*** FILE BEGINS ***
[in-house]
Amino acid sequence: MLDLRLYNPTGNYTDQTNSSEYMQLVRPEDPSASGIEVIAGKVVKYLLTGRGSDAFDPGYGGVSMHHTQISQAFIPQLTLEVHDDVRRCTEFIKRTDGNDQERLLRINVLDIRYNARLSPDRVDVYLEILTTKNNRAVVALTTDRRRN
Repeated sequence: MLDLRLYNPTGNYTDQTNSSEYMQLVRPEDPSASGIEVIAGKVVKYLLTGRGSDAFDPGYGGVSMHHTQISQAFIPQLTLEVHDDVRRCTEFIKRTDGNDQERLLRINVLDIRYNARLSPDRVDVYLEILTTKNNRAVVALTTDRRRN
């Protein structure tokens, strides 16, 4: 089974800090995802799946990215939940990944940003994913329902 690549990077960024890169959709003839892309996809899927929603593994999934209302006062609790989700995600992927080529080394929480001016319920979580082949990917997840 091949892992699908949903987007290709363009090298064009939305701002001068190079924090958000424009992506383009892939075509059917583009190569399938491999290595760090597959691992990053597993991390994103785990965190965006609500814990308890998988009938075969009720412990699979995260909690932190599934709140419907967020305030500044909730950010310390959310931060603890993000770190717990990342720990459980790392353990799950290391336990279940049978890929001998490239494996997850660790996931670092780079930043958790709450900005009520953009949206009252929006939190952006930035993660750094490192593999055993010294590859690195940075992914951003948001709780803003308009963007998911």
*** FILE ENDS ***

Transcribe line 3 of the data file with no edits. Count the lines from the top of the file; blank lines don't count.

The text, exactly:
Repeated sequence: MLDLRLYNPTGNYTDQTNSSEYMQLVRPEDPSASGIEVIAGKVVKYLLTGRGSDAFDPGYGGVSMHHTQISQAFIPQLTLEVHDDVRRCTEFIKRTDGNDQERLLRINVLDIRYNARLSPDRVDVYLEILTTKNNRAVVALTTDRRRN